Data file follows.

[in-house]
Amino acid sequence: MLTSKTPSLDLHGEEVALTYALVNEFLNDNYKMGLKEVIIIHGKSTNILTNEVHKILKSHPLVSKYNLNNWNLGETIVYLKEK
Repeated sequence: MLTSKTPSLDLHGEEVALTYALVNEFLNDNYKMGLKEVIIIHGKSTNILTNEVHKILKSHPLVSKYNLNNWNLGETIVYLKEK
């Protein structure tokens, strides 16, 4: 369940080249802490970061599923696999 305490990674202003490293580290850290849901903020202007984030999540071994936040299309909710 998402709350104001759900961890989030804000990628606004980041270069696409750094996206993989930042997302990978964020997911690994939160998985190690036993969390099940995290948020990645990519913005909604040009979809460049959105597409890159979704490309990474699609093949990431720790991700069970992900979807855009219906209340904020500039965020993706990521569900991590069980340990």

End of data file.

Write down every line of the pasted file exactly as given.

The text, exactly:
[in-house]
Amino acid sequence: MLTSKTPSLDLHGEEVALTYALVNEFLNDNYKMGLKEVIIIHGKSTNILTNEVHKILKSHPLVSKYNLNNWNLGETIVYLKEK
Repeated sequence: MLTSKTPSLDLHGEEVALTYALVNEFLNDNYKMGLKEVIIIHGKSTNILTNEVHKILKSHPLVSKYNLNNWNLGETIVYLKEK
């Protein structure tokens, strides 16, 4: 369940080249802490970061599923696999 305490990674202003490293580290850290849901903020202007984030999540071994936040299309909710 998402709350104001759900961890989030804000990628606004980041270069696409750094996206993989930042997302990978964020997911690994939160998985190690036993969390099940995290948020990645990519913005909604040009979809460049959105597409890159979704490309990474699609093949990431720790991700069970992900979807855009219906209340904020500039965020993706990521569900991590069980340990």